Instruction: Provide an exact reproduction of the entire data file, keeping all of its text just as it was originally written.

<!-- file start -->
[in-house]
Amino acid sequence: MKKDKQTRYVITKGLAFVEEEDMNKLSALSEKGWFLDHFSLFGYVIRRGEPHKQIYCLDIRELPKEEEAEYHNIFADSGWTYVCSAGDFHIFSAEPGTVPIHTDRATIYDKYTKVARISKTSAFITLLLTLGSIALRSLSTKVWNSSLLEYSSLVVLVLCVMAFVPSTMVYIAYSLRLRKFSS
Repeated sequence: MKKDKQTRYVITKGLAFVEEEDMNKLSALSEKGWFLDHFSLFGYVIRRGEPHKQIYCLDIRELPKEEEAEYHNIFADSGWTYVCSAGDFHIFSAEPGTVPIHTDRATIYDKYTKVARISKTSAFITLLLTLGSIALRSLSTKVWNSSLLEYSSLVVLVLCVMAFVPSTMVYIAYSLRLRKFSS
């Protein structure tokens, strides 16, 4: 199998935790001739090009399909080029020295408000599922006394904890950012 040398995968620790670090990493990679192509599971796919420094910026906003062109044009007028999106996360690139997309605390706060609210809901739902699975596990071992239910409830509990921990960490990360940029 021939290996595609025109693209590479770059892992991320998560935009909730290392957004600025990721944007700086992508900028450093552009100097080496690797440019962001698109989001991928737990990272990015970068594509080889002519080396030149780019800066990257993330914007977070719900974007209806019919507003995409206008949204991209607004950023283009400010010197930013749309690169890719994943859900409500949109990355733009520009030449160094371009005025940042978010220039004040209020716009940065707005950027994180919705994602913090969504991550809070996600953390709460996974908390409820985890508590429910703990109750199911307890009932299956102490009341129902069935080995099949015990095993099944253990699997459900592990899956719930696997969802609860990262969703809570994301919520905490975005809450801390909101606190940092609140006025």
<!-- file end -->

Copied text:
[in-house]
Amino acid sequence: MKKDKQTRYVITKGLAFVEEEDMNKLSALSEKGWFLDHFSLFGYVIRRGEPHKQIYCLDIRELPKEEEAEYHNIFADSGWTYVCSAGDFHIFSAEPGTVPIHTDRATIYDKYTKVARISKTSAFITLLLTLGSIALRSLSTKVWNSSLLEYSSLVVLVLCVMAFVPSTMVYIAYSLRLRKFSS
Repeated sequence: MKKDKQTRYVITKGLAFVEEEDMNKLSALSEKGWFLDHFSLFGYVIRRGEPHKQIYCLDIRELPKEEEAEYHNIFADSGWTYVCSAGDFHIFSAEPGTVPIHTDRATIYDKYTKVARISKTSAFITLLLTLGSIALRSLSTKVWNSSLLEYSSLVVLVLCVMAFVPSTMVYIAYSLRLRKFSS
């Protein structure tokens, strides 16, 4: 199998935790001739090009399909080029020295408000599922006394904890950012 040398995968620790670090990493990679192509599971796919420094910026906003062109044009007028999106996360690139997309605390706060609210809901739902699975596990071992239910409830509990921990960490990360940029 021939290996595609025109693209590479770059892992991320998560935009909730290392957004600025990721944007700086992508900028450093552009100097080496690797440019962001698109989001991928737990990272990015970068594509080889002519080396030149780019800066990257993330914007977070719900974007209806019919507003995409206008949204991209607004950023283009400010010197930013749309690169890719994943859900409500949109990355733009520009030449160094371009005025940042978010220039004040209020716009940065707005950027994180919705994602913090969504991550809070996600953390709460996974908390409820985890508590429910703990109750199911307890009932299956102490009341129902069935080995099949015990095993099944253990699997459900592990899956719930696997969802609860990262969703809570994301919520905490975005809450801390909101606190940092609140006025």